ClinicalTrials.gov Identifier NCT01872650, registration date 6 June 2013.
[Show abstract][Hide abstract] ABSTRACT: Lymphatic vessels (LVs) are involved in a number of physiological and pathophysiological processes such as fluid homoeostasis, immune surveillance, and resolution of inflammation and wound healing. Lymphangiogenesis, the outgrowth of existing LVs and the formation of new ones, has received increasing attention over the past decade on account of its prominence in organ physiology and pathology, which has been enabled by the development of specific tools to study lymph vessel functions. Several studies have been devoted to renal lymphatic vasculature and lymphangiogenesis in kidney diseases, such as chronic renal transplant dysfunction, primary renal fibrotic disorders, proteinuria, diabetic nephropathy and renal inflammation. This review describes the most recent findings on lymphangiogenesis, with a specific focus on renal lymphangiogenesis and its impact on renal diseases. We suggest renal lymphatics as a possible target for therapeutic interventions in renal medicine to dampen tubulointerstitial tissue remodelling and improve renal functioning.
Expert Reviews in Molecular Medicine 09/2014; 16(1):e15. DOI:10.1017/erm.2014.18 · 5.15 Impact Factor
[Show abstract][Hide abstract] ABSTRACT: Purpose:
Adhesiolysis at repeat surgery induces adhesion reformation which seems more virulent than development of de novo adhesions. We studied the effect of a new ultrapure alginate gel on adhesion reformation.
In 46 male Wistar rats, adhesion formation was induced using the cecal abrasion and peritoneal sidewall excision procedure. Two weeks later, a second laparotomy was performed, adhesions were graded, and surgical adhesiolysis was performed. The animals were then allocated to one of two equal groups, a control group without further intervention and a group receiving 1-ml ultrapure alginate gel to the two opposing and damaged surfaces. Two weeks after the second surgery, rats were sacrificed. Primary endpoint was the incidence of adhesion reformation at areas of injury. Secondary endpoints were adhesion scores, extent of adhesions, and tissue histology.
Ultrapure alginate gel significantly (p = 0.046) reduced the incidence of adhesion reformation from 100 % in controls to 78 % in experimental rats. Both the adhesion score (p = 0.009) and the extent of adhesions (p = 0.001) were significantly lower in the alginate group. Tissue healing histology was similar in both groups.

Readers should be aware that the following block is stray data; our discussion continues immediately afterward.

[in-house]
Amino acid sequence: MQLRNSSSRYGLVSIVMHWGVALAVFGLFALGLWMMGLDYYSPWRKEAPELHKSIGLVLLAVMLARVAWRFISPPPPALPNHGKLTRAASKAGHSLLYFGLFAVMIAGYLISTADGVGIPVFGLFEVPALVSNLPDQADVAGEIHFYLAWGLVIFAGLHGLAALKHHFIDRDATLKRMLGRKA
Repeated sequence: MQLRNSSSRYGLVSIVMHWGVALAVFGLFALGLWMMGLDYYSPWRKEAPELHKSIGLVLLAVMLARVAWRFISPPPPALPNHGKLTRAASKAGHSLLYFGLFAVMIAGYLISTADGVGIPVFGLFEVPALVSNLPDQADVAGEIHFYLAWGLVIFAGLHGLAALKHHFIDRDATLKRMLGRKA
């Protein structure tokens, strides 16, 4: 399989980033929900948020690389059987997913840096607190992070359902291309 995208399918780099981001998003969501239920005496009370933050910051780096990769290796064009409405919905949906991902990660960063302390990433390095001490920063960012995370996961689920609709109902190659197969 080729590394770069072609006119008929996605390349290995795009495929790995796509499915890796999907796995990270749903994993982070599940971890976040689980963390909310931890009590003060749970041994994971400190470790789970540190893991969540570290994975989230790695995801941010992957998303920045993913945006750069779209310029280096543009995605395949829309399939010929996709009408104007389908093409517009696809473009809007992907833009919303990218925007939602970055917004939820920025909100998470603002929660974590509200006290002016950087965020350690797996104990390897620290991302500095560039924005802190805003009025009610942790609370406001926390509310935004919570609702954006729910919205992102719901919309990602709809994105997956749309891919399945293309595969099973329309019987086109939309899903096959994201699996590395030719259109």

Ultrapure alginate gel reduces adhesion reformation following adhesiolysis.
International Journal of Colorectal Disease 09/2014; 29(11). DOI:10.1007/s00384-014-2009-5 · 2.45 Impact Factor
[Show abstract][Hide abstract] ABSTRACT: Abstract Objective: The first international summit on anastomotic leak was held in Chicago in October, 2012 to assess current knowledge in the field and develop novel lines of inquiry. The following report is a summary of the proceedings with commentaries and future prospects for clinical trials and laboratory investigations. Background: Anastomotic leakage remains a devastating problem for the patient, and a continuing challenge to the surgeon operating on high-risk areas of the gastrointestinal tract such as the esophagus and rectum. Despite the traditional wisdom that anastomotic leak is because of technique, evidence to support this is weak-to-non-existent. Outcome data continue to demonstrate that expert high-volume surgeons working in high-volume centers continue to experience anastomotic leaks and that surgeons cannot predict reliably which patients will leak. Methods: A one and one-half day summit was held and a small working group assembled to review current practices, opinions, scientific evidence, and potential paths forward to understand and decrease the incidence of anastomotic leak. Results: Results of a survey of the opinions of the group demonstrated that the majority of participants believe that anastomotic leak is a complicated biologic problem whose pathogenesis remains ill-defined. The group opined that anastomotic leak is underreported clinically, it is not because of technique except when there is gross inattention to it, and that results from animal models are mostly irrelevant to the human condition. Conclusions: A fresh and unbiased examination of the causes and strategies for prevention of anastomotic leak needs to be addressed by a continuous working group of surgeons, basic scientists, and clinical trialists to realize a real and significant reduction in its incidence and morbidity. Such a path forward is discussed.